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Report No. 146

2.4. Legal position in regard to Contract.-

It is perhaps needless to point out that the "sale" of a woman or child would not be regarded as a valid contractual transaction for the purposes of civil liability. In a Madhya Pradesh Case1, a woman was "sold" (though not in open market). The purchasers sued for refund of the consideration because the sale failed in its purpose. The plaintiff (a woman) had made an arrangement with the defendant to provide a dongi girl as a mistress for the plaintiff's son. The defendant sent a girl to the plaintiff's house, making the representation that the girl was I.

But the girl went back to her village after staying for only twenty days with the plaintiff's son. The plaintiff later discovered that 'the girl was a dancing girl. The plaintiff sued for refund of the money. The defendant raised the plea of unenforceability of the agreement. The trial court as well as the first appellate court decreed the suit. On second appeal the High Court set aside the decree, as the agreement violated Article 23 of the Constitution and the suit could not be countenanced. It may also be mentioned that in another case decided by the same High Court2 the proposition that individuals cannot be treated as chattels, has been recognised.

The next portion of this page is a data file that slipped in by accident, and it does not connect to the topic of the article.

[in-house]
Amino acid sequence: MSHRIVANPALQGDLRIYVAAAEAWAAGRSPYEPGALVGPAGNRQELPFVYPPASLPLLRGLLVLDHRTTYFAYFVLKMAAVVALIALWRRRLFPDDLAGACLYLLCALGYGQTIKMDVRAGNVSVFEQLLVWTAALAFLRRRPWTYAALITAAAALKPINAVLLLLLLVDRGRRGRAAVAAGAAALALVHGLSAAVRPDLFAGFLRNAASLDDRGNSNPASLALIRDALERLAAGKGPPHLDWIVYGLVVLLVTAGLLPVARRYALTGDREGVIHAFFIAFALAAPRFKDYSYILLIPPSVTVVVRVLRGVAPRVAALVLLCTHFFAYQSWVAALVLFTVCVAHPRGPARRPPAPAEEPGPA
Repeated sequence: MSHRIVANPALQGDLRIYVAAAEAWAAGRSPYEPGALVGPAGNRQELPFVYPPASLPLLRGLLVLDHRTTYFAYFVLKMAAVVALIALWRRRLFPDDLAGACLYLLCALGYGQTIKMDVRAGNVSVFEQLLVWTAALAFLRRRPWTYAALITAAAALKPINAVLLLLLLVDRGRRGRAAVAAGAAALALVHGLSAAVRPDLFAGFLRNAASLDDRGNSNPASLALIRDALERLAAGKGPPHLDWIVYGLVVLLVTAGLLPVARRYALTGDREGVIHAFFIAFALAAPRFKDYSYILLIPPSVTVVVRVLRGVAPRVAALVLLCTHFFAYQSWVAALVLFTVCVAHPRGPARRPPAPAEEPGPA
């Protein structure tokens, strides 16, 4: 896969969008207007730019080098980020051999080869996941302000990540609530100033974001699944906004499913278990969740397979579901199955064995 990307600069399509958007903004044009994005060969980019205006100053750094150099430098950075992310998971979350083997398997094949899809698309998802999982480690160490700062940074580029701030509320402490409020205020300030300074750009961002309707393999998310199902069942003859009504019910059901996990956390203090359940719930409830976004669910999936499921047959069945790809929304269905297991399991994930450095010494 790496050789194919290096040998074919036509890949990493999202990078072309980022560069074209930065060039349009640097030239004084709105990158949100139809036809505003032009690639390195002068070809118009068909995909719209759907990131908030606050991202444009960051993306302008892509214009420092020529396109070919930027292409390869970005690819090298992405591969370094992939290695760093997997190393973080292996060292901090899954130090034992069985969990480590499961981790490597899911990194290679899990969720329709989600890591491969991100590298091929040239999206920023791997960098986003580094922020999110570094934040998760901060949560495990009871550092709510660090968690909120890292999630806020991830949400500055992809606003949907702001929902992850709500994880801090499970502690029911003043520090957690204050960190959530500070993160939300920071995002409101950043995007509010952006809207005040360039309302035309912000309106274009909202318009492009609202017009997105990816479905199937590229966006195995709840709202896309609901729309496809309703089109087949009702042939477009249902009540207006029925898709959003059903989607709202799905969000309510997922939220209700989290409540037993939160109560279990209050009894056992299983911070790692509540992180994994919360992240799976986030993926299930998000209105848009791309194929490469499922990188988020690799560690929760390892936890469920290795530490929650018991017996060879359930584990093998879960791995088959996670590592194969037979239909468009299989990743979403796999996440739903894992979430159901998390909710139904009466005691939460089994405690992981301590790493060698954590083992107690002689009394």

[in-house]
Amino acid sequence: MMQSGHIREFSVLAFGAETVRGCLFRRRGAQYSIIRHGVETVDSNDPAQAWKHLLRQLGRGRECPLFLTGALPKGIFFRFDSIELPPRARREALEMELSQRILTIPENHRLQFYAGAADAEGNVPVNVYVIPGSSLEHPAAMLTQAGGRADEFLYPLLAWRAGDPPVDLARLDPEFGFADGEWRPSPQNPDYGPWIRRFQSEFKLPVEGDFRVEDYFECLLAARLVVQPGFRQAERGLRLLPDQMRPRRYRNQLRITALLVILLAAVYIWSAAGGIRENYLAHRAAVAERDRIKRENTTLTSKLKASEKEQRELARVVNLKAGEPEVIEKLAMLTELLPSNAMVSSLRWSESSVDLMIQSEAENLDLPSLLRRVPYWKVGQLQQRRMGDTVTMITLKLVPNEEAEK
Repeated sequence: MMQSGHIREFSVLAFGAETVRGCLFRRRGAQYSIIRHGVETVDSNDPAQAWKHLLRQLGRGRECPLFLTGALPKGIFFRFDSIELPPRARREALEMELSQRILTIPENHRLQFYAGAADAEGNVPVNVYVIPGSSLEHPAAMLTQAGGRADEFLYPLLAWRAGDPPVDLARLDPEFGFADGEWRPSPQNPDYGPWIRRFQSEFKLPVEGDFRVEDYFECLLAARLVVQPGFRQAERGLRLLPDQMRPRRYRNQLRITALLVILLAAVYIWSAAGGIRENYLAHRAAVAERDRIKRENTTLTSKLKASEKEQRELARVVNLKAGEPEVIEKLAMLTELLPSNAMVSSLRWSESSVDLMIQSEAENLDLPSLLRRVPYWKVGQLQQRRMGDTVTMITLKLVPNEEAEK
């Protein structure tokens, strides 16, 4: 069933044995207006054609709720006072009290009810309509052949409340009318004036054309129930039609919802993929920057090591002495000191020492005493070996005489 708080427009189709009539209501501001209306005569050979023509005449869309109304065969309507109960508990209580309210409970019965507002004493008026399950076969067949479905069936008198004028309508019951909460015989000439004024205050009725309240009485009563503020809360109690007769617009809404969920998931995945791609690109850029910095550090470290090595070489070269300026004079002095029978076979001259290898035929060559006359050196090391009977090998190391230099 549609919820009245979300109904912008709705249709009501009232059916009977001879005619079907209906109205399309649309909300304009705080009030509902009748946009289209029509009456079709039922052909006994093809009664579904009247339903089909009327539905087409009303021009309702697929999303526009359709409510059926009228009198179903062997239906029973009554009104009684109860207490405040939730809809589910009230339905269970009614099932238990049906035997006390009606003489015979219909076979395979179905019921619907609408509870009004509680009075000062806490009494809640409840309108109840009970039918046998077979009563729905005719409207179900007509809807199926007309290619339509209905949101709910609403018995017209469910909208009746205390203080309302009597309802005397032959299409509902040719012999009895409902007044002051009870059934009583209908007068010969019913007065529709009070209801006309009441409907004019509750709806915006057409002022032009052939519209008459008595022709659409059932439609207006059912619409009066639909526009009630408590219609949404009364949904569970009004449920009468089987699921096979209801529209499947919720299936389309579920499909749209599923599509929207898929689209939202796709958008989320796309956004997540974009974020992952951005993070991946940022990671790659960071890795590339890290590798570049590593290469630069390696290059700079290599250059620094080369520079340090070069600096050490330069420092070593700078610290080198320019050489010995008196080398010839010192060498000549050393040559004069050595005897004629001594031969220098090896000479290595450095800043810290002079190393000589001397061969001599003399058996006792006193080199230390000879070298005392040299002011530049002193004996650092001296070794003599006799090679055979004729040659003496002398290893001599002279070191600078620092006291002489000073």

1. Nihal Singh v. Ram Bai, AIR 1987 MP 126 (127).

2. Manohar Dalai v. State of Madhya Pradesh, AIR 1987 MP 132 (134).



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